Author Archives: TahoeMtnGuides
Stay out of each other’s blood bubble, was one of the recommendations for the day provided by Truckee Trails leader, Kevin Starr. Working on the Sawtooth Trail, a prominent mountain biking trail for Tahoe Mountain Guides (TMG), our group of over 20 volunteers dug drainage ditches and cleared menacing brush equipped with a solid quiver of hand tools, a complete demonstration from our leader, and much deserved burritos after a job well done.
Owner of Tahoe Mountain Guides (TMG), Ken Long and several volunteers dutifully listen to instructions for the day.
Kevin Starr shows us the proper way to carry and use the tools.
When volunteering under the umbrella of the National Forest, hard hats are a mandatory element of the uniform.
Ken lets us know burritos will be served trailside for those who work hard.
Checklists, diagrams, and standard operating procedures manuals were also provided for those who learn best through reading.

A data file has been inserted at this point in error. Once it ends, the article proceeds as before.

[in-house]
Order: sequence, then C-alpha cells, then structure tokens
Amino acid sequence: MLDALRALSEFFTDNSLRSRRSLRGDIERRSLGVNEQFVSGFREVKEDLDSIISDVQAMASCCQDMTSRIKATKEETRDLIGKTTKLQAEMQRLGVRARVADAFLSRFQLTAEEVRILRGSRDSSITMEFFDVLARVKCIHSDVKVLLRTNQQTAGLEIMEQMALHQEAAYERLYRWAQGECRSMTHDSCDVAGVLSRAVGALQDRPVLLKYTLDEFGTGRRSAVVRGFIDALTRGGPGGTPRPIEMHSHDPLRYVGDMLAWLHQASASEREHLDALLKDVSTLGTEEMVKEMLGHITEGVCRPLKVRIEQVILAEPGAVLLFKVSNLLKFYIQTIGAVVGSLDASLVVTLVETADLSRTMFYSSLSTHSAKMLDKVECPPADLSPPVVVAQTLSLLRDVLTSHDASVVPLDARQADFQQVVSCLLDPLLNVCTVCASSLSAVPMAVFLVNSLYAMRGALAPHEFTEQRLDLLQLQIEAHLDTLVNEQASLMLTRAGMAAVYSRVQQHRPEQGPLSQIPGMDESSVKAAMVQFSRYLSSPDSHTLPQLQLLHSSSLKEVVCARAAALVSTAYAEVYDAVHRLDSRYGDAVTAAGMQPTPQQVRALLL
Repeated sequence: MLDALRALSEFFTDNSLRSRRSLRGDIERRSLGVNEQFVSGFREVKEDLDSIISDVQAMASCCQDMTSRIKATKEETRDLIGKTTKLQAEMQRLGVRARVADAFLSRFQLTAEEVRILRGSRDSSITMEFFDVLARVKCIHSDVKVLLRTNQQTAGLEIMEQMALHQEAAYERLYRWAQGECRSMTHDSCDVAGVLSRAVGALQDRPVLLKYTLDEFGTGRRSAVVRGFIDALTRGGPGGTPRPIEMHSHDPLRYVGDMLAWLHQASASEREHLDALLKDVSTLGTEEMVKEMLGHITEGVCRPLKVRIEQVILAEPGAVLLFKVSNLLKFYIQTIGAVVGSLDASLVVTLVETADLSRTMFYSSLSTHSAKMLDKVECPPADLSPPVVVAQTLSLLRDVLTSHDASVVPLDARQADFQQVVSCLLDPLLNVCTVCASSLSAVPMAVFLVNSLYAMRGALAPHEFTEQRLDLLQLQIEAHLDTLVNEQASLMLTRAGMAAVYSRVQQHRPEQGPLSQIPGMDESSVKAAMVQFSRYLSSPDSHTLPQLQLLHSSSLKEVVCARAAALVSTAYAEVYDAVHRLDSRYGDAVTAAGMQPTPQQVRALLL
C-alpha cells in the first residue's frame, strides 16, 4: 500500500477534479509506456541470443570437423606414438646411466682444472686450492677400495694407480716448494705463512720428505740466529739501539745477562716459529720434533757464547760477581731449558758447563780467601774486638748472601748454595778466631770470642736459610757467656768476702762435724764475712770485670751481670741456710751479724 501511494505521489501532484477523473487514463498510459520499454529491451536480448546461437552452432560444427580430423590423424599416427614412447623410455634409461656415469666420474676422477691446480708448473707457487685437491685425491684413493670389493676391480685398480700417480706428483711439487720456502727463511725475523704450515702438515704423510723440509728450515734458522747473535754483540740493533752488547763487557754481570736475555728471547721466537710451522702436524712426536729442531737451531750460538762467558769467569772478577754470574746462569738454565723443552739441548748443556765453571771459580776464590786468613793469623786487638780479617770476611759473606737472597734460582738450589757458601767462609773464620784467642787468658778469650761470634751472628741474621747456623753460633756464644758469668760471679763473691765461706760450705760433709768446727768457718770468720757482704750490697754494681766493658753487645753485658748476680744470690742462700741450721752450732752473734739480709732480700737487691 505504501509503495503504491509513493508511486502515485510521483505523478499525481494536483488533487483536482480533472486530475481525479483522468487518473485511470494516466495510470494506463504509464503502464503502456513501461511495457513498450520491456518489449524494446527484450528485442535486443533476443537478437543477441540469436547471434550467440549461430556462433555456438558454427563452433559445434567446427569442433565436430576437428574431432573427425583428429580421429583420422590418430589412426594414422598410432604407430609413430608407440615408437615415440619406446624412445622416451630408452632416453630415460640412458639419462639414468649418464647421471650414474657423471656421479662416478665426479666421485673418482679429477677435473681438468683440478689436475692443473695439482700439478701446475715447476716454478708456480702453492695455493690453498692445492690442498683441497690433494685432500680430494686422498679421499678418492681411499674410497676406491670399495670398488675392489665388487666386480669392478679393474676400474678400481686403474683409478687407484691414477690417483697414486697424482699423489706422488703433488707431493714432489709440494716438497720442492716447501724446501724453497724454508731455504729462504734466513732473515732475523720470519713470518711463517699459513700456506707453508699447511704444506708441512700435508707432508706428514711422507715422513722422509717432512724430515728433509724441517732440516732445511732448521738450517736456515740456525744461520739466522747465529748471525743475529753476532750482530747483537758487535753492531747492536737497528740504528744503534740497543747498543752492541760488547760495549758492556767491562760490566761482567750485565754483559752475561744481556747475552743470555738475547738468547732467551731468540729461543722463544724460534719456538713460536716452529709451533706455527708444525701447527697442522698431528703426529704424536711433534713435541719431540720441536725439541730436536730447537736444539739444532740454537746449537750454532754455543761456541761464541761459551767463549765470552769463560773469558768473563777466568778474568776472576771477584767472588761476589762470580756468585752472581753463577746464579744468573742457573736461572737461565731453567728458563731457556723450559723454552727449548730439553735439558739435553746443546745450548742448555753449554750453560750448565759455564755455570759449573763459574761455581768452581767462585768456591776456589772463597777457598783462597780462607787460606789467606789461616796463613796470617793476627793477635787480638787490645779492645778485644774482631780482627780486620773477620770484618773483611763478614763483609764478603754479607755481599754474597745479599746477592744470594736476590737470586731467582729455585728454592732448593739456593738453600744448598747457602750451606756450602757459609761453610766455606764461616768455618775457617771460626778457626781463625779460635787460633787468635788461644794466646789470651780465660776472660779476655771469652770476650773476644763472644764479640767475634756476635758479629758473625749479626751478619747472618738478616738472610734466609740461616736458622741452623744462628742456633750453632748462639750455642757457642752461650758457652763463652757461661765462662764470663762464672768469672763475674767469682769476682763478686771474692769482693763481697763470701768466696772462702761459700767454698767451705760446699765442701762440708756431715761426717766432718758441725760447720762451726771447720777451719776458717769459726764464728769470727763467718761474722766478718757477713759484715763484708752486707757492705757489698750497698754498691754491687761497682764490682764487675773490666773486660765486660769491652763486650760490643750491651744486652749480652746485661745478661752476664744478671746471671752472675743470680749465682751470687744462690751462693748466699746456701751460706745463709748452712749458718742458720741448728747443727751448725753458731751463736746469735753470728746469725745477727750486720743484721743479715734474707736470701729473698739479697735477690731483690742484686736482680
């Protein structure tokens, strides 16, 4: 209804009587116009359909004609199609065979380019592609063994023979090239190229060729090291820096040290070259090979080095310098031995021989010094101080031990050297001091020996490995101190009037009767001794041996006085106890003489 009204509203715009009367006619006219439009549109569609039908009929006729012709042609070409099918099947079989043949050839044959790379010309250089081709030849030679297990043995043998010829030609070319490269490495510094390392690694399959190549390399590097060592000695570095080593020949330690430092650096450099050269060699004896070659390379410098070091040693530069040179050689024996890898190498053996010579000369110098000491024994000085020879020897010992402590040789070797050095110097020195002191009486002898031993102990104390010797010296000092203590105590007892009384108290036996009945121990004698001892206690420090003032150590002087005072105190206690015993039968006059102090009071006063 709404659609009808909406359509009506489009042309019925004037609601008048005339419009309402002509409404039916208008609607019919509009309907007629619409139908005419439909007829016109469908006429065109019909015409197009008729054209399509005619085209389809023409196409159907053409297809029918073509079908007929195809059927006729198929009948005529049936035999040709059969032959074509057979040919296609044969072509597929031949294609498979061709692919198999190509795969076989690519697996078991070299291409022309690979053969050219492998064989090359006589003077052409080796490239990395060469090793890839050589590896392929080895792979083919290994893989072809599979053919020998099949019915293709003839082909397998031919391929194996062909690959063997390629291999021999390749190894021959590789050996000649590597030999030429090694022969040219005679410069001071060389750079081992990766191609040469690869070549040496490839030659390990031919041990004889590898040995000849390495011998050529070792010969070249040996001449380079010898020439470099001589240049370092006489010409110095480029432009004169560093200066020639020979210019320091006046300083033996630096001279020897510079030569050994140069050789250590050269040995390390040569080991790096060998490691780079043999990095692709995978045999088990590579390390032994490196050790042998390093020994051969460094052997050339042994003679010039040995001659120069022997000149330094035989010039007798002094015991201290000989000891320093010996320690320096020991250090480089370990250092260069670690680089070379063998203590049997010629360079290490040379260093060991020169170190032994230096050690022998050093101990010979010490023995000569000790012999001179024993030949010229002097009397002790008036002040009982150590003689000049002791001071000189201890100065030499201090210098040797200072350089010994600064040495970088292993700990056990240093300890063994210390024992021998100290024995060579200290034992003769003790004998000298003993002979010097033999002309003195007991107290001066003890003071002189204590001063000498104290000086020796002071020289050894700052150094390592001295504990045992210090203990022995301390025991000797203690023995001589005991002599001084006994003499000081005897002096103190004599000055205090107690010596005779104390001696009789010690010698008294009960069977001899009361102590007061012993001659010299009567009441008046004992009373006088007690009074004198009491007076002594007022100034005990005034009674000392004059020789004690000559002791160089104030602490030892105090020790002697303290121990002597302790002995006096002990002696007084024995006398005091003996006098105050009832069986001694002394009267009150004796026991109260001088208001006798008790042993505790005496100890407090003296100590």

The proper way to dig a drainage ‘spoon’, demonstrated by Kevin Starr.
Kevin was kind enough to preflag all the problem areas to be worked.
Working with tools is serious business. Seriously, one can loose an eye or a finger with those things. Therefore, Kevin tells us to “stay out of each other’s blood bubble,” which basically meant to give one another at least 4 feet of space when working.
Work it. Just like this.
Breaking into strategic teams based on tool type, we learn about the other people in our little Truckee/Tahoe community.
Watching Kevin’s demonstration.